1.   Acknowledge it. If you’ve been gaslit, it’s important to acknowledge and label the abusive behavior. By familiarizing ourselves with gaslighting warning signs, we can find language to define our experiences. The things that hurt us lose power when we name them. When we recognize gaslighting as someone else’s toxic actions toward us, we begin to see that the psychological effects (self-doubt, insecurity, paranoia) we carry around as the result of manipulation do not define who we are. Awareness is the first step in healing. Find your outlets to state your truth, whether it be a journal, online support group, therapy, or a trusted friend.

2.   Reality-Check. Victims of gaslighting often feel confused and unable to trust their own judgment. It is important to strengthen one’s sense of perception to feel stabilized in reality. We can develop “reality-checks,” with prompts such as, “What do I know to be true here and now?” and “What evidence do I have for my perception of the situation?” If you feel insecure about your judgement, pull in a trusted confidant. Find a safe person who you can ask for objective feedback.

I’ve encouraged clients to create what I’ve dubbed, “realistic affirmations.” If you’re like me, you might cringe when you think of affirmations such as, “I am loved,” or, “I am kind.”  Realistic affirmations are grounded in reality and balance. We acknowledge the effects of gaslighting and recognize our strengths and ability to move forward. Instead of, “I trust myself,” it might be more helpful to say, “I know I struggle to trust myself and I’m learning skills to trust myself more fully.” or “I know I tend to think negatively of myself, and I am working on changing these negative thoughts.” Using this “yes/and” framework affirms our experiences and keeps us forward-focused on healing and growth.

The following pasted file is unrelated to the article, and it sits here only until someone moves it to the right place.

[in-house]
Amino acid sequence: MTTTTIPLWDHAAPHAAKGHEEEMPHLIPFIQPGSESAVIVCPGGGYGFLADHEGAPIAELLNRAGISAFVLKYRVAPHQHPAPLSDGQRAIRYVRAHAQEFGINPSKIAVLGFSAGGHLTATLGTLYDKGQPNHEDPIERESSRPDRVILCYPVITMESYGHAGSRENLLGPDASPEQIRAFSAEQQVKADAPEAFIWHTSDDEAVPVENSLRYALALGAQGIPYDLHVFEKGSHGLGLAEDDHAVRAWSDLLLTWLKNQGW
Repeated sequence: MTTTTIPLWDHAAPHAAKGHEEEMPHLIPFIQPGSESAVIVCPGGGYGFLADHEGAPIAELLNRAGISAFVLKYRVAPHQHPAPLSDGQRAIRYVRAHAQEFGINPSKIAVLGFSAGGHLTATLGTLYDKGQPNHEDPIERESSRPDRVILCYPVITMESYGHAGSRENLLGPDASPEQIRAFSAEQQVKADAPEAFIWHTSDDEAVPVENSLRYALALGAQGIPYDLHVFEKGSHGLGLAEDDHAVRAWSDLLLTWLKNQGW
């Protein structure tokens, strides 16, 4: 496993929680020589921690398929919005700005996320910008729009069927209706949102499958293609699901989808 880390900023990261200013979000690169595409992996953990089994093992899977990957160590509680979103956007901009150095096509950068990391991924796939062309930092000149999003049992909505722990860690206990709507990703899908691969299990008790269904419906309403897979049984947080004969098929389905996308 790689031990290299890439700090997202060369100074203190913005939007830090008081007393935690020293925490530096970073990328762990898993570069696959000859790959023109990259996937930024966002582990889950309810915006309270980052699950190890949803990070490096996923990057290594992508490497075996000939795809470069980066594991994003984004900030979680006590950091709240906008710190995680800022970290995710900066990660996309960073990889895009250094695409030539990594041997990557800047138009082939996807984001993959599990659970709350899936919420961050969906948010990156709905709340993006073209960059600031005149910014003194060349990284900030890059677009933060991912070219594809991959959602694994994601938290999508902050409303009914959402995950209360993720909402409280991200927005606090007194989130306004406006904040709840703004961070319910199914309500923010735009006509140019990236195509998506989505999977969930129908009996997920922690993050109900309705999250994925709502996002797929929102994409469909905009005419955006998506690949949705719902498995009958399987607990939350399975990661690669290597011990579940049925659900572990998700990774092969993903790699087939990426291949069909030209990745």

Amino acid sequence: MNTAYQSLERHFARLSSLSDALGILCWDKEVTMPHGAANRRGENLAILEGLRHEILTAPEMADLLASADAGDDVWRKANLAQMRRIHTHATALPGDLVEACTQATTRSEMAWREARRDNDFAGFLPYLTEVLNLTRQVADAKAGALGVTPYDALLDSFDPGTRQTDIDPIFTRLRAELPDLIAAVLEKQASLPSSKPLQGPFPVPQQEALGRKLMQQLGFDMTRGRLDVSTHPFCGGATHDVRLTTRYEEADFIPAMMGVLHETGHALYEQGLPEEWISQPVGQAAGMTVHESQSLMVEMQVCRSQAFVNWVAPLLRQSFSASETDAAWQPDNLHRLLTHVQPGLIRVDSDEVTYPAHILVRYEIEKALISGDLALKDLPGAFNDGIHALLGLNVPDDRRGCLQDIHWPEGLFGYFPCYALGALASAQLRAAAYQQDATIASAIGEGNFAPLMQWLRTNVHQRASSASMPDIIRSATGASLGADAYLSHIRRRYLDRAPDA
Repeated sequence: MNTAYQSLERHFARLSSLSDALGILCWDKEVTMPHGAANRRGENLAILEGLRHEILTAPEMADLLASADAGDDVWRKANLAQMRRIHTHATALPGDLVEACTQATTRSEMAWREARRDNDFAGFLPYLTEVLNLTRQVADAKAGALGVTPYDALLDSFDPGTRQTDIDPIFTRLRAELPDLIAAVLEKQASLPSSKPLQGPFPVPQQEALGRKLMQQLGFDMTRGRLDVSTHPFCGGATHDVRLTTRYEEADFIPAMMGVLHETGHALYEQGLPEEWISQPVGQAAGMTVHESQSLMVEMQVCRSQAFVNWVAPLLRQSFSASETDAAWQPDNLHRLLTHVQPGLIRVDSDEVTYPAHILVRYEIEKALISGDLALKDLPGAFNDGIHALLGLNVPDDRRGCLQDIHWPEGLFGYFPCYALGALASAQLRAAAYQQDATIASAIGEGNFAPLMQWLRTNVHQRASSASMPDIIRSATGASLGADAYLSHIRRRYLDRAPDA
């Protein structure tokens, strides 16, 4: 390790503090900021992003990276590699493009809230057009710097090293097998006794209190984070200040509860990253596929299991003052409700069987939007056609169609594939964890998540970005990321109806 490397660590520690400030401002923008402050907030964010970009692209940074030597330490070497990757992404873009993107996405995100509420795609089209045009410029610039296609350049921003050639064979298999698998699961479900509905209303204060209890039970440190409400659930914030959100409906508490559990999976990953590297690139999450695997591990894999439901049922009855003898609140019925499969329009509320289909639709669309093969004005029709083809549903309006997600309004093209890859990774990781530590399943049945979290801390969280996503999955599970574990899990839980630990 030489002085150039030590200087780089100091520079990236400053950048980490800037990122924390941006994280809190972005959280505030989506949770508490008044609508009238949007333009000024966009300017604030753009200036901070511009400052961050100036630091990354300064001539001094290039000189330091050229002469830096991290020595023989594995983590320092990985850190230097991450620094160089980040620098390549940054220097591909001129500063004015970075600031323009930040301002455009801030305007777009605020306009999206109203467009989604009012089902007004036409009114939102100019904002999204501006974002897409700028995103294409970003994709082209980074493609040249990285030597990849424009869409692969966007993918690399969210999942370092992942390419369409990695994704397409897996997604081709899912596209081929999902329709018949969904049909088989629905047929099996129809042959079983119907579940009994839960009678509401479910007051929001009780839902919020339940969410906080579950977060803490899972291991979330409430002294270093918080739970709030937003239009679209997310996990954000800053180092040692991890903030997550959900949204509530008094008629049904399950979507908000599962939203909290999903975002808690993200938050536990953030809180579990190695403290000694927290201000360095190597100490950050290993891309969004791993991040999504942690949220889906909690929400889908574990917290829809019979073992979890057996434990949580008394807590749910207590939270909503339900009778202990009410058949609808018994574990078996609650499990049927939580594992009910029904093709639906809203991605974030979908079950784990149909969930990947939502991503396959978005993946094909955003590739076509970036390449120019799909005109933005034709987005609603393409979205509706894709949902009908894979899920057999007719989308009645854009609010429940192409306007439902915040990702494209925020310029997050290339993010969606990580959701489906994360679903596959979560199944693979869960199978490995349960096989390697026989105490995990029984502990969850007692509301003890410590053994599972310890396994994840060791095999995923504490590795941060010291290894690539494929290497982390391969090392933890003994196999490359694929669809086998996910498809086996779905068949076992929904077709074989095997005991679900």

3.   Accept Uncertainty. Guilt and shame tactics often leave victims asking, “What if I was bad?” or “What if I don’t know what I contributed?” People spend a lot of time rehashing these events in search of the truth. We can question everything we did, but we probably can’t replay these scenarios and find the evidence we’re looking for. At a certain point, we have to ask ourselves if this quest for truth is helpful or holding us back. Leaning into uncertainty is no easy process, but I think it’s especially helpful in healing from psychological abuse. We miss opportunities to move forward when we get stuck trying to figure out every little fact. Instead of searching for self-blame, search for opportunities for self-growth. A realistic affirmation such as, “I have learned what poor boundaries look like and I am learning to have healthy boundaries now,” might prove beneficial to accepting uncertainty.

Gaslighting is a de-stabilizing weapon and victims of gaslighting are largely unacknowledged. Psychological abuse is rarely prosecuted in domestic violence or child abuse cases due to lack of tangible evidence or imminent threat of physical danger. When we learn to identify, label, and acknowledge the abuse, we can work collectively to end the perpetual cycles of silence and confusion. Processing our experiences with psychological abuse can open space to establish a solid foundation, rooted in self-awareness, healthy boundaries and positive choices moving forward.


[i] It is important to note- if you suspect you are being psychologically abused right now, seek safety first. Reach out to a trusted friend, loved one, therapist, domestic violence support group, or local safe organizations and shelters.


About The Author

Ellet Durbin (he/him) is a queer trans man living in Western North Carolina. He is a Licensed Clinical Social Worker providing telehealth therapy during the pandemic. Ellet lives with his dog, Robot, and creates stained glass work in his free time.

Follow on IG: @Firecracker_Ed | Follow on FB: Ellet Durbin, LCSW